So I'm torn. I enjoy these songs. Take out the DuJour tracks and the covers, and market this as an only-semi-tongue-in-cheek Kay Hanley record, and I'm sure I wouldn't have subjected it to such cynicism. If the movie has nothing serious to say, maybe it's just entertainment. I was entertained, watching it, and I was entertained some more listening to the album. The songs aren't important, but I don't think they think they're important, either. Is entertainment and clear self-assessment enough, though? Not for me, at least not for long. Not compared with all the albums waiting that are what Josie and the Pussycats barely pretends to be. Surrounded by a thousand real stories of what it means to dream and play, stories uplifting and devastating and poignant and pointed, stories that involve people and music in a way this one doesn't bother to, why waste time on a story whose most enduring insight is that with enough money you can make a lot of incurious people wear stupid hats? Or, less charitably still, that they'll probably end up wearing stupid hats even if you leave them alone.
astrid: Play Dead
Besides, there's no shortage of peppy, understated pop bands you can support without contributing (at least not directly) to multi-national corporate malaise. One of my pet such bands is the Scottish quartet astrid, whose second album Play Dead is out now on (and whose merchandise composes most of the current catalog of) the London label Fantastic Plastic. What story astrid will turn out to be telling, I don't yet know. Play Dead is only minorly different from Strange Weather Lately, their first record. They still sound, more than anything else, like a teenage version of the Byrds on sugar-highs. Traces of incipient maturity are subtle, and I can't promise with complete confidence that I'm not imagining some of them, but judge for yourself: the quiet, controlled acoustic arpeggios under the verses of "It Never Happened"; the languid horns and timpani rumble on "Tick Tock"; the REM-like introversion of the humming "Wrong for You"; the late-Jam-style brass-led jump of "Crying Boy"; the sighing orchestral melancholy of "Alas"; psychedelic twinges in the interstices of "Play Dead", which on the first album they probably would have played half again as fast and thus stripped of nuance; "Just One Name" dreaming of "Love Grows (Where My Rosemary Goes)" and "Walk Away Renee"; "Paper" hushed and Simon and Garfunkel-ish; tendrils of falsetto carrying "Modes of Transport" towards Bee Gees territory. But "Fat Girl" is dizzy and unapologetic, "Hard to Be a Person" is practically pre-Beatles, "What You're Thinking" is a much better impression of what I imagine a post-Nirvana Archies band would sound like than the Pussycats, "Taken for Granted" lets some of the Byrds' country influences seep in, and "Horror Movies" is remorselessly inane. The "hidden" bonus track, though, is slow, patient and poised, so maybe it's the harbinger. Maybe astrid's story will be nervous, restless youth unfolding into thoughtful, less-easily-satisfied young adulthood. Maybe it will be enthusiastic, naïve youth crumbling into desultory fragments of its motivated self. I don't know, and I don't expect Play Dead will turn out to have been much more than a continuation of the beginning of it. But I follow along, like I don't read the second half of books first, because in the real world, outside of the movies, discovery and self-discovery don't happen in a week or an hour or three minutes. Three minutes a month, or if you're lucky an hour a year, is a lot of revelation for one band, even the ones that already know what shape their revelations should take. The rest of them won't ever find themselves without our help.
Guided by Voices: Isolation Drills
The stories, however, aren't all good. Not only do some of them end badly, but sometimes they end badly and we're partly to blame. I wish dearly that I hadn't read anything about Isolation Drills. Without any imposed context, I don't think I would have figured out that in trying to live his rock-star dream Robert Pollard wrecked his marriage. More: that in helping him living his rock-star dream, in encouraging him to believe it worth living, in glamorizing his drunken, boorish act, we helped wreck his marriage. I don't, of course, know anything about his marriage. Maybe it was terrible for twenty years. Maybe he hated every day of being a kindergarten teacher, recording songs on crappy equipment with his friends in their basements and inventing the shambolic and labyrinthine fictional Dayton underground seemingly-lovingly pseudo-compiled on Suitcase, and only now, drinking in anonymous tour hotel rooms, is he finally happy. He would hardly be the first artist to see his pursuit of art destroy his personal life, either, and it didn't ruin the work of lots of the other ones for me, so why should I let it ruin GbV? Why am I sitting here thinking that I've wondered off and on whether by buying Guided by Voices I am supporting something I disapprove of, and the doubts were correct after all, far more correct than I suspected? I like way too many songs about breakup and divorce and the debilitating effects of obsessions on the obsessors to suddenly take this moralistic stand.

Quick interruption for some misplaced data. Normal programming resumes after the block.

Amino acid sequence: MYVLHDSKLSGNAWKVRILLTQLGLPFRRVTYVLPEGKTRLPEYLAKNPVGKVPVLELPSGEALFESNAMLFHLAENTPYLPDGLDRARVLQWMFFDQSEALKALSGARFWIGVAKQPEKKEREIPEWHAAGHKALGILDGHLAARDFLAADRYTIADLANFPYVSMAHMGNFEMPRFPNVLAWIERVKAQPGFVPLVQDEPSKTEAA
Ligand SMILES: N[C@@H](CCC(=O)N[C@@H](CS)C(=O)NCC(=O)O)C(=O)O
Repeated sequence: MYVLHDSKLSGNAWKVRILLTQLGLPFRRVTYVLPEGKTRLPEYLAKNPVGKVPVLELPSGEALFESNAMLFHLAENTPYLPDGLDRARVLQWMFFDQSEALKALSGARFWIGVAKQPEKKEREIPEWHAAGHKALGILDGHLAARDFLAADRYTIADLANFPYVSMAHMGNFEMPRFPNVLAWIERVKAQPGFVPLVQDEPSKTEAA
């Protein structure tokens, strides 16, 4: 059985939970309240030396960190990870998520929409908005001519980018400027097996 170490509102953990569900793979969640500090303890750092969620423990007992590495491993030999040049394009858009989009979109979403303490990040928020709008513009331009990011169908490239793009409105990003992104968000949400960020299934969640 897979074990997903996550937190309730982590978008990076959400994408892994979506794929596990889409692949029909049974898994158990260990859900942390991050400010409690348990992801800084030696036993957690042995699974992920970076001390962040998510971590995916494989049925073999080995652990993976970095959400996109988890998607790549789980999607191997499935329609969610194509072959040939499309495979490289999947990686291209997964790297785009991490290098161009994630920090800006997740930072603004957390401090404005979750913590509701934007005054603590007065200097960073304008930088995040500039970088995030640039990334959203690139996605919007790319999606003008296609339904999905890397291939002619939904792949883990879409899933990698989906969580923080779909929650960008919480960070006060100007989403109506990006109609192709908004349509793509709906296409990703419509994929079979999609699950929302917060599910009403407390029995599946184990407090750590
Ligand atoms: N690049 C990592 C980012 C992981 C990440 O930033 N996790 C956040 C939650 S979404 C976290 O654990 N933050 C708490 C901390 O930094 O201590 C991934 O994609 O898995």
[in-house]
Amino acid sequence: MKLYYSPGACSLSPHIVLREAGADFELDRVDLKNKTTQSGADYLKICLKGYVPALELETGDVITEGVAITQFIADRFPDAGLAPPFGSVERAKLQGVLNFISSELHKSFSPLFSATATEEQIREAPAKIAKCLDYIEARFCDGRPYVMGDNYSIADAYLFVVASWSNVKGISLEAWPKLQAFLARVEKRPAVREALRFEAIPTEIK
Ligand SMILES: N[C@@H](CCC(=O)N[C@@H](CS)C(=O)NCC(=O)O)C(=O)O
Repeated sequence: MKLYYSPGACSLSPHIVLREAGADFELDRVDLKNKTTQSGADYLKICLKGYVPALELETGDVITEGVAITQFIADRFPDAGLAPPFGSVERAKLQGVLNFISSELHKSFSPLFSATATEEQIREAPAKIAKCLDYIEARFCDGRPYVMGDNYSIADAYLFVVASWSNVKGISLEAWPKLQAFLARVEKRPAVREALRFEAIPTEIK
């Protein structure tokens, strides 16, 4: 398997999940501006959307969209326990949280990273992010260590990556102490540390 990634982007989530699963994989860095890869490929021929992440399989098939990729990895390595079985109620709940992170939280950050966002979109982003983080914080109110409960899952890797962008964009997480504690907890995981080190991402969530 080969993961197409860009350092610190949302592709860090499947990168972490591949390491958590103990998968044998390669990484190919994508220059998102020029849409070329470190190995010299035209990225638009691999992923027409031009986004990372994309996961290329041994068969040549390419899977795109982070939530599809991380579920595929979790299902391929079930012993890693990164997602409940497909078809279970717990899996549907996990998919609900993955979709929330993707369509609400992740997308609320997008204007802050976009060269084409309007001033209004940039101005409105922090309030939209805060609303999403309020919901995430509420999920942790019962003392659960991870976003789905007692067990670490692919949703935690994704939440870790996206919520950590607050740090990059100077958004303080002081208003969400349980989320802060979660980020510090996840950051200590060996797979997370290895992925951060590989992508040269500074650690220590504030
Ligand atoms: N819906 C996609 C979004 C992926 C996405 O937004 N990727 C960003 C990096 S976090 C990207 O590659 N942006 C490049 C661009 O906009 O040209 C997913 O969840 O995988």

And yet, listening to Isolation Drills, I feel awful, maybe as bad as any album has made me feel since OK Computer. I hate the fact that when Pollard alludes to what's happened to him he does it in the same cryptic style in which his lyrics have always been written, as if getting divorced is no more significant as a source for ideas than getting drunk on cheap beer and writing down gibberish. I hate that in the face of evidence that GbV's development has been bad for him, he can think of no better way to cope than to make a record on which he tries to advance the same development even further. I hate that his friends play along. I hate that Do the Collapse, on which it seemed to me like GbV showed the potential to be something bigger and more inventive and less slurred, turns out now to have been so clearly Ric Ocasek's doing, for which Pollard feels obliged to make this album at least partly an apology. The songs here are fine, coherent and cohesive and surging, but it doesn't help. The pealing "Fair Touching", the stomping "Chasing Heather Crazy", the roaringly anthemic "Glad Girls" and the ticking "The Brides Have Hit Glass" are as good as anything Pollard has ever written, I think, but it's too late, and too much. We have to draw a line somewhere. We have to refuse to help people destroy themselves. I wish I had written down my mental review of In Utero: "This record should not have been made, and having been made, should be unmade, whatever that takes. It is a death-rattle; Nirvana is done, and the best thing that Kurt can do now is to shut it down and do something else. Make music of another kind, if he can think of one that won't eat his stomach lining, but if not, be a librarian, or open a skate park, or teach night school. Nevermind was enough. The rest of it is not worth a life. In Utero is the sound of something that will never be worth a life inching closer to exacting that price." Not that it would have helped. I don't reach enough people to save lives, and if I did, I'd probably have my own problems. It makes little sense to stop buying GbV albums now; I don't expect Pollard to do any more damage. I should have quit after Bee Thousand, ideally, but perhaps more realistically when the Fading Captain records started, or after I saw GbV play for the first time. I couldn't pretend, after seeing Pollard on stage, that I condoned what he was doing, but I kept buying the records because I'm a record collector and collecting is harmless. But it isn't harmless. What we collect, we generate. So no more. I've have bought my last Guided by Voices record. Better vacuous sugar-pop than this. Pollard may turn the story around, for all I know. Would I have stopped buying Steve Earle records when he was arrested for heroin possession, if I'd been following him then, and thus missed the ones I like best, made after rehab? Perhaps. But I can afford to miss a few albums. There's a whole wall of albums behind me, and there are a dozen on my desk I haven't played yet, and a dozen more I think I'm going to like come out every week. Maybe Robert Pollard will stop drinking, and make one of the greatest pop apology albums of all time, and get his family back, and I'll miss it because I foolishly sold low. Maybe if I thought that was more likely, I wouldn't be giving up. And maybe if I didn't like the music, I wouldn't feel like I need to. But I don't think it's going to happen, and I don't want to watch it not happen, and I don't want to participate in it not happening, and I don't want to spend my time finding things to like about music I don't want to like, so for me this is the end. You want to stick with Guided by Voices, you're on your own. My loss? Maybe, but the losses I'm cutting are mine already. I can afford them. What I can't afford is thinking that my beliefs about good and evil are so idly held that I would overlook them for nothing better than loud guitars and a few more propulsive choruses where I already have so many. I can't afford the strain of my body wanting to sing along with something my heart despises.